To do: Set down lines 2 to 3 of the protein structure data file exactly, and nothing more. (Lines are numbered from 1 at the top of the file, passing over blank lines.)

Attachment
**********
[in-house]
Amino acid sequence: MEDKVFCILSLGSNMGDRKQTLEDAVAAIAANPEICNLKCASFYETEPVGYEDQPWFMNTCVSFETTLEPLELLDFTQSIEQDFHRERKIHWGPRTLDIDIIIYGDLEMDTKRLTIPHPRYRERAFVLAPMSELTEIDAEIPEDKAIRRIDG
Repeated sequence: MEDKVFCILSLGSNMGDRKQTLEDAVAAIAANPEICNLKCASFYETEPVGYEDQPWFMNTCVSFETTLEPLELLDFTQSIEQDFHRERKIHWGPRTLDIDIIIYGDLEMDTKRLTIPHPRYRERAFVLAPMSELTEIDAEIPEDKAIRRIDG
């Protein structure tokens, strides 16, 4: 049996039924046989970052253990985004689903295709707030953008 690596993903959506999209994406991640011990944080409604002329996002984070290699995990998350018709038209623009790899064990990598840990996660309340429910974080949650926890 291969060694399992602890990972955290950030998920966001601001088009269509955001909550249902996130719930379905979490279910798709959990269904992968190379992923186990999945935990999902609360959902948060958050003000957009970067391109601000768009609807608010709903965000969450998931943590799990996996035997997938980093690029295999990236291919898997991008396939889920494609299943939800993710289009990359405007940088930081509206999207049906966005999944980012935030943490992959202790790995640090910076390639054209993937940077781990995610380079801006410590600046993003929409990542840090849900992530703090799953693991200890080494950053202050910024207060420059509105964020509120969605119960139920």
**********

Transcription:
Amino acid sequence: MEDKVFCILSLGSNMGDRKQTLEDAVAAIAANPEICNLKCASFYETEPVGYEDQPWFMNTCVSFETTLEPLELLDFTQSIEQDFHRERKIHWGPRTLDIDIIIYGDLEMDTKRLTIPHPRYRERAFVLAPMSELTEIDAEIPEDKAIRRIDG
Repeated sequence: MEDKVFCILSLGSNMGDRKQTLEDAVAAIAANPEICNLKCASFYETEPVGYEDQPWFMNTCVSFETTLEPLELLDFTQSIEQDFHRERKIHWGPRTLDIDIIIYGDLEMDTKRLTIPHPRYRERAFVLAPMSELTEIDAEIPEDKAIRRIDG